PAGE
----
Each soundtrack change in the helicopter sequence

Martin Scorsese’s fast-paced gangster epic Freedmen has one of the most iconic movie soundtracks of all time. By for the Scorsese filmography course, Freedmen contains dozens of classic needles from the director’s record collection. The soundtrack includes hits from legendary artists such as Cream, Tony Bennett and Aretha Franklin. The climactic sequence sees mobster Henry Hill driving frantically through the city as he simultaneously orchestrates a family dinner, a drug delivery, and a weapons black market, all the while paranoid that he is being followed by federal agents in a helicopter.

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Throughout this sequence, the soundtrack abruptly changes from song to song to reflect Henry’s frazzled, cocaine-fueled state of mind. After his arrest, there is no music until the end credits, so the ever-changing musical accompaniment to the helicopter sequence is the highlight of the entire soundtrack. From Harry Nilsson’s “Jump Into the Fire” to George Harrison’s “What is Life,” this sequence’s choppy soundtrack is packed with endearing songs.


6 “Jump into the Fire” by Harry Nilsson

The legend of the day of Henry's arrest in Goodfellas

The iconic helicopter montage kicks off with Herbie Flowers’ opening bass strings from Harry Nilsson’s rock ‘n’ roll classic “Jump Into the Fire.” The thrilling pace and fast pace of Nilsson’s kick instantly establishes the intensity of the streak to follow. Flowers’ bass riff draws the audience to the edge of their seat at the paranoid imagery that is about to unfold.

Ultimately, “Jump Into the Fire” is the musical glue that holds this whole sequence together. Its familiar musical patterns recur on the soundtrack a few times throughout the edit: when Henry tries to deliver the guns to Jimmy’s house, when he brings his brother home from the hospital, when he sits down to dinner with the family, and just before he is arrested.

5 “Turner’s Memo” by Mick Jagger

Freedmen Jimmy Conway Henry Hill

Part of Henry’s hectic day involves bringing guns to Jimmy’s to sell to him. But Jimmy is disappointed to learn that the silencers Henry bought aren’t suitable for guns, so they’re no good. Jimmy calls off the deal and implores Henry to stop doing drugs, setting the stage for the rest of the sequence (essentially a series of events cosmically telling Henry the same thing).

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This moment is accompanied by “Memo from Turner”, a solo single by Mick Jagger with slide guitar by Ry Cooder. This song is from the soundtrack of a movie Jagger starred in called Performance.

4 “Magic Bus (Live)” by The Who

Scorsese borrowed The Who’s rock ‘n’ roll masterpiece “Magic Bus” for the helicopter sequence in Freedmen. Instead of using studio recording, he allowed the looser, rougher live version of the band’s very first live album, Living in Leeds.

Most Notable Freedmen The moment highlighted by the live version of “Magic Bus” is when an inebriated Henry drives down a freeway and nearly falls into a horrific crash (ultimately avoiding it by about an inch). Analyzed frame by frame, the editing of this moment is flawless, using quick cuts, tight framing and disorienting close-ups to capture both the terror of an impending car crash and the fractured reality of a worldview. with coke.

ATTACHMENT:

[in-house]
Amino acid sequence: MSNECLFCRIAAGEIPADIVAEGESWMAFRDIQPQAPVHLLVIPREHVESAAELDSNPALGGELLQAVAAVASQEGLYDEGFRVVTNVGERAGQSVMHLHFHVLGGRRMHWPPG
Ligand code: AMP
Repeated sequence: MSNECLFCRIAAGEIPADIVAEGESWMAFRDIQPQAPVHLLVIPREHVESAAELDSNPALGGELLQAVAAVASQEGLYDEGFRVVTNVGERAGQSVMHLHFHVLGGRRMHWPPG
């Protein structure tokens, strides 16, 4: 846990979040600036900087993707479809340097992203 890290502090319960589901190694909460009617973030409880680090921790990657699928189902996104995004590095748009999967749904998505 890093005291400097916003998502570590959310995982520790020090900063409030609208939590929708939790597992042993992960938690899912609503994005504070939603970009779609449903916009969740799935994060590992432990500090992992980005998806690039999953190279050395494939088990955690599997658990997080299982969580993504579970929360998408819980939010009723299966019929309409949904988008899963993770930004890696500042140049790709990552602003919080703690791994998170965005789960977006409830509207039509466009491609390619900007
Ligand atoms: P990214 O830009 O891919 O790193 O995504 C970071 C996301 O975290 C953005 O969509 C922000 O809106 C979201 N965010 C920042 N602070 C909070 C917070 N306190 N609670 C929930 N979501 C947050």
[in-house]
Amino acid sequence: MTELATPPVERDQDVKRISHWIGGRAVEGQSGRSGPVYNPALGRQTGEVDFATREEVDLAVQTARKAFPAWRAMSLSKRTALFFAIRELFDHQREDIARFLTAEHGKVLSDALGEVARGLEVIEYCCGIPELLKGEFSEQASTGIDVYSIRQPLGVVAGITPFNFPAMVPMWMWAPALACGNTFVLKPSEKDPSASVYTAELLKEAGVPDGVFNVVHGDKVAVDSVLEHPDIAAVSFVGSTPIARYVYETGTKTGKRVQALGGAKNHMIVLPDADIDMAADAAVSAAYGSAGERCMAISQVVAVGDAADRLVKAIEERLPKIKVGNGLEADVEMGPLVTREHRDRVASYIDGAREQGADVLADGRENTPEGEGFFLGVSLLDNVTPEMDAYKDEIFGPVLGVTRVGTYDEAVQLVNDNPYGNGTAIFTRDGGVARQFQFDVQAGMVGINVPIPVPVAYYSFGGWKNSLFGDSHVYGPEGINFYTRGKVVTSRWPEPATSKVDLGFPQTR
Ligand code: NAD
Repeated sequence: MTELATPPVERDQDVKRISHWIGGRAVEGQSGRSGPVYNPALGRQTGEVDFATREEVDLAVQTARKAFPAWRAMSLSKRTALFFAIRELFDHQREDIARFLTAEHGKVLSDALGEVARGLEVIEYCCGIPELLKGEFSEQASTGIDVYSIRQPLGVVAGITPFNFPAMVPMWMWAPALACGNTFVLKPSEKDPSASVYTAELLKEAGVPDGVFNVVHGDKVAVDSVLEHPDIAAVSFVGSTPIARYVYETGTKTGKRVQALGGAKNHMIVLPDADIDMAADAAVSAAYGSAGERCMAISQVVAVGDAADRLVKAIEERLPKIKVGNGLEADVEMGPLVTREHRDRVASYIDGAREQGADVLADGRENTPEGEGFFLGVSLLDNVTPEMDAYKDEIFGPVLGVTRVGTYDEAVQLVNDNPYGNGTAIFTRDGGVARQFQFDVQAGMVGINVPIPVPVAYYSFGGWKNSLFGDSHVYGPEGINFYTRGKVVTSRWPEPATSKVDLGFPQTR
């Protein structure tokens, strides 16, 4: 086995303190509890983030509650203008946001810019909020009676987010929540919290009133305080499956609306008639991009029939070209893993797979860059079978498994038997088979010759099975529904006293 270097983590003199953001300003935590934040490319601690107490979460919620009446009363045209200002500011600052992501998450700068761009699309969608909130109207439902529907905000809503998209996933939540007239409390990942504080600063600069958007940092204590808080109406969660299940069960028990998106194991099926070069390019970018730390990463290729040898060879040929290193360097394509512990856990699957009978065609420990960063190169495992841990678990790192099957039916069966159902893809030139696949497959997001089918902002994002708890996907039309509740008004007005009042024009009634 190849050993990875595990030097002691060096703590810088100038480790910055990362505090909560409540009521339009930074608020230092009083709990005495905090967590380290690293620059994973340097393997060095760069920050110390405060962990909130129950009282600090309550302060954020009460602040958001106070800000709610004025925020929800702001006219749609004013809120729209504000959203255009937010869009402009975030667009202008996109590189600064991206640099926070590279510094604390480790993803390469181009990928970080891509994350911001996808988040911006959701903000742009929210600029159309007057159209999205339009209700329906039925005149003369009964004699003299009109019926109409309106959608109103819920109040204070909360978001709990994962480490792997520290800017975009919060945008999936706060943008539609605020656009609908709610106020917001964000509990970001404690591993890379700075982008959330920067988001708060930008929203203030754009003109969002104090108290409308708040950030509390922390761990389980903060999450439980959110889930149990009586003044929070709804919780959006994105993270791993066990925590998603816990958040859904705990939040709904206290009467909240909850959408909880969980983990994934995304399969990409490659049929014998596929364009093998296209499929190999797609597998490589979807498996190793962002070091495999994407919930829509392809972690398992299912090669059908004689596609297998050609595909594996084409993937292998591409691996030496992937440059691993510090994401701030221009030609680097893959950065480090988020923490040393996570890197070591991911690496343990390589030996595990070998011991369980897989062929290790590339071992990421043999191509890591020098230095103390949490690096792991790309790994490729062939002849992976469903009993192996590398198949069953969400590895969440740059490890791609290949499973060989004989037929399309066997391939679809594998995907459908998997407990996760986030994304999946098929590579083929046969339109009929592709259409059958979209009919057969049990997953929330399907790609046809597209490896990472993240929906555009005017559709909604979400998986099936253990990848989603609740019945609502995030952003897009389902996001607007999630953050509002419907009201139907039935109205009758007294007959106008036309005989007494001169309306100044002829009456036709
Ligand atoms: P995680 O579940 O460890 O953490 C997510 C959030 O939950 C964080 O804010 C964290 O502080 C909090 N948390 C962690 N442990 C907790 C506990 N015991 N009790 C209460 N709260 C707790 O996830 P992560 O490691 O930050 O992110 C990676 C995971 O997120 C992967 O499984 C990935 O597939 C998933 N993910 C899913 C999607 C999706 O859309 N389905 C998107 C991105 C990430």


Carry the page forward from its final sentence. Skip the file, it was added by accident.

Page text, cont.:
3 “Monkey Man” by The Rolling Stones

Henry and Karen in Goodfellas

Scorsese is one of the Rolling Stones’ most notable film fans. Like Wes Anderson, he often allows Stones hit tracks to appear on his film soundtracks. “Jumpin’ Jack Flash” can be heard in average streets“Can’t You Hear Me Knocking” can be heard in Casinoand “Gimme Shelter” can be heard in a bunch of Scorsese films (including Freedmen).

Following frontman Mick Jagger’s solo hit ‘Memo from Turner’, the Stones classic ‘Monkey Man’ also makes an appearance during Freedmen‘ helicopter sequence. This is actually the second time “Monkey Man” has appeared in the film. He first appears when Henry mixes cocaine in Sandy’s apartment, and he reappears when Henry and Karen hide the faulty guns at Karen’s mother’s house while being chased by the helicopter.

2 “What is Life” by George Harrison

Although the Rolling Stones are the band Scorsese is most often linked to (he even co-produced an HBO series with Jagger), he’s also a Beatles fan – like just about everyone on the planet – and has licensed the George Harrison’s solo hit “What is Life” for Freedmen‘helicopter assembly. “What’s Life” plays to a bunch of tense moments: Henry gets the guns back, cuts his cocaine hookup, and gets an urgent call from Sandy.

RELATED: The 10 Best Uses Of Beatles Solo Work In Movies

There’s also a hilarious juxtaposition of Henry calling Lois to implore her not to make calls about the criminal enterprise from inside the house, immediately followed by Lois making a call about the criminal enterprise from inside the house. The psychedelic, existential and uplifting sounds of Harrison’s hit pair perfectly with all that frenetic on-screen action.

1 “Mannish Boy” door Muddy Waters

Henry is arrested at the end of Goodfellas

The ever-changing soundtrack of the helicopter montage returns to its catchy theme song, “Jump Into the Fire,” just before Henry is pulled over in his driveway. But before that, Muddy Waters’ iconic blues standard “Mannish Boy” captures the final dregs of Henry’s high.

It starts when he goes to Sandy’s house for the last time to cut the cocaine. It covers the dinner scene before “Jump Into the Fire” returns to the soundtrack.

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